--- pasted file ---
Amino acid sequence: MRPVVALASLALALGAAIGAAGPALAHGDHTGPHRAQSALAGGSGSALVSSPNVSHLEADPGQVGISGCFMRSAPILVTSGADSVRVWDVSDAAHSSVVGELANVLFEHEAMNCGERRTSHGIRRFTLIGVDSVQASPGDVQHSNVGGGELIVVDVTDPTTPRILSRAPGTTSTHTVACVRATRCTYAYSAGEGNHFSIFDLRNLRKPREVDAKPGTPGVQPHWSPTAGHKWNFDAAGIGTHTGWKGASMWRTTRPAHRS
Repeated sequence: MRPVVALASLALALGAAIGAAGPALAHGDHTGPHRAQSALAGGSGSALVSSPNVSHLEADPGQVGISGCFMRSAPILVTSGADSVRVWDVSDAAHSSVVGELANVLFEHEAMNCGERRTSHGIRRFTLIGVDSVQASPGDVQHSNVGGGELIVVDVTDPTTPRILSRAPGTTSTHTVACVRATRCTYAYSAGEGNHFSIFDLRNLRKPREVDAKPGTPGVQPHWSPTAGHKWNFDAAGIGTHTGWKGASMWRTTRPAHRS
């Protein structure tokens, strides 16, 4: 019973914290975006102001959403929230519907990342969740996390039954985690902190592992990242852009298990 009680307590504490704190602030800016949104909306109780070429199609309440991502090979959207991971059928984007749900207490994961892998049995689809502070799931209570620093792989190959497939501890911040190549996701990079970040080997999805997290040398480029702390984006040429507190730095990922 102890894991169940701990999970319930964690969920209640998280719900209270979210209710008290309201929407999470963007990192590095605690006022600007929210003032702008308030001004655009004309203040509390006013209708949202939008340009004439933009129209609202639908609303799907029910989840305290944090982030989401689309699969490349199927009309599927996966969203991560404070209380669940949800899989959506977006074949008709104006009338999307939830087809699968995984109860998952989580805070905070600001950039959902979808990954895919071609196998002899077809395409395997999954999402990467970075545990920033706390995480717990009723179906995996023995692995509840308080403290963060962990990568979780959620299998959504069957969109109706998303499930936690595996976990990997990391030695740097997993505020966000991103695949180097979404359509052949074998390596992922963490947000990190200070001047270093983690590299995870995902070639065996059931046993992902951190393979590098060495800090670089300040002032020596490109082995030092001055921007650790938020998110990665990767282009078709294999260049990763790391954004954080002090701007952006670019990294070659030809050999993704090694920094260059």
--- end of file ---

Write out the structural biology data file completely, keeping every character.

Amino acid sequence: MRPVVALASLALALGAAIGAAGPALAHGDHTGPHRAQSALAGGSGSALVSSPNVSHLEADPGQVGISGCFMRSAPILVTSGADSVRVWDVSDAAHSSVVGELANVLFEHEAMNCGERRTSHGIRRFTLIGVDSVQASPGDVQHSNVGGGELIVVDVTDPTTPRILSRAPGTTSTHTVACVRATRCTYAYSAGEGNHFSIFDLRNLRKPREVDAKPGTPGVQPHWSPTAGHKWNFDAAGIGTHTGWKGASMWRTTRPAHRS
Repeated sequence: MRPVVALASLALALGAAIGAAGPALAHGDHTGPHRAQSALAGGSGSALVSSPNVSHLEADPGQVGISGCFMRSAPILVTSGADSVRVWDVSDAAHSSVVGELANVLFEHEAMNCGERRTSHGIRRFTLIGVDSVQASPGDVQHSNVGGGELIVVDVTDPTTPRILSRAPGTTSTHTVACVRATRCTYAYSAGEGNHFSIFDLRNLRKPREVDAKPGTPGVQPHWSPTAGHKWNFDAAGIGTHTGWKGASMWRTTRPAHRS
């Protein structure tokens, strides 16, 4: 019973914290975006102001959403929230519907990342969740996390039954985690902190592992990242852009298990 009680307590504490704190602030800016949104909306109780070429199609309440991502090979959207991971059928984007749900207490994961892998049995689809502070799931209570620093792989190959497939501890911040190549996701990079970040080997999805997290040398480029702390984006040429507190730095990922 102890894991169940701990999970319930964690969920209640998280719900209270979210209710008290309201929407999470963007990192590095605690006022600007929210003032702008308030001004655009004309203040509390006013209708949202939008340009004439933009129209609202639908609303799907029910989840305290944090982030989401689309699969490349199927009309599927996966969203991560404070209380669940949800899989959506977006074949008709104006009338999307939830087809699968995984109860998952989580805070905070600001950039959902979808990954895919071609196998002899077809395409395997999954999402990467970075545990920033706390995480717990009723179906995996023995692995509840308080403290963060962990990568979780959620299998959504069957969109109706998303499930936690595996976990990997990391030695740097997993505020966000991103695949180097979404359509052949074998390596992922963490947000990190200070001047270093983690590299995870995902070639065996059931046993992902951190393979590098060495800090670089300040002032020596490109082995030092001055921007650790938020998110990665990767282009078709294999260049990763790391954004954080002090701007952006670019990294070659030809050999993704090694920094260059």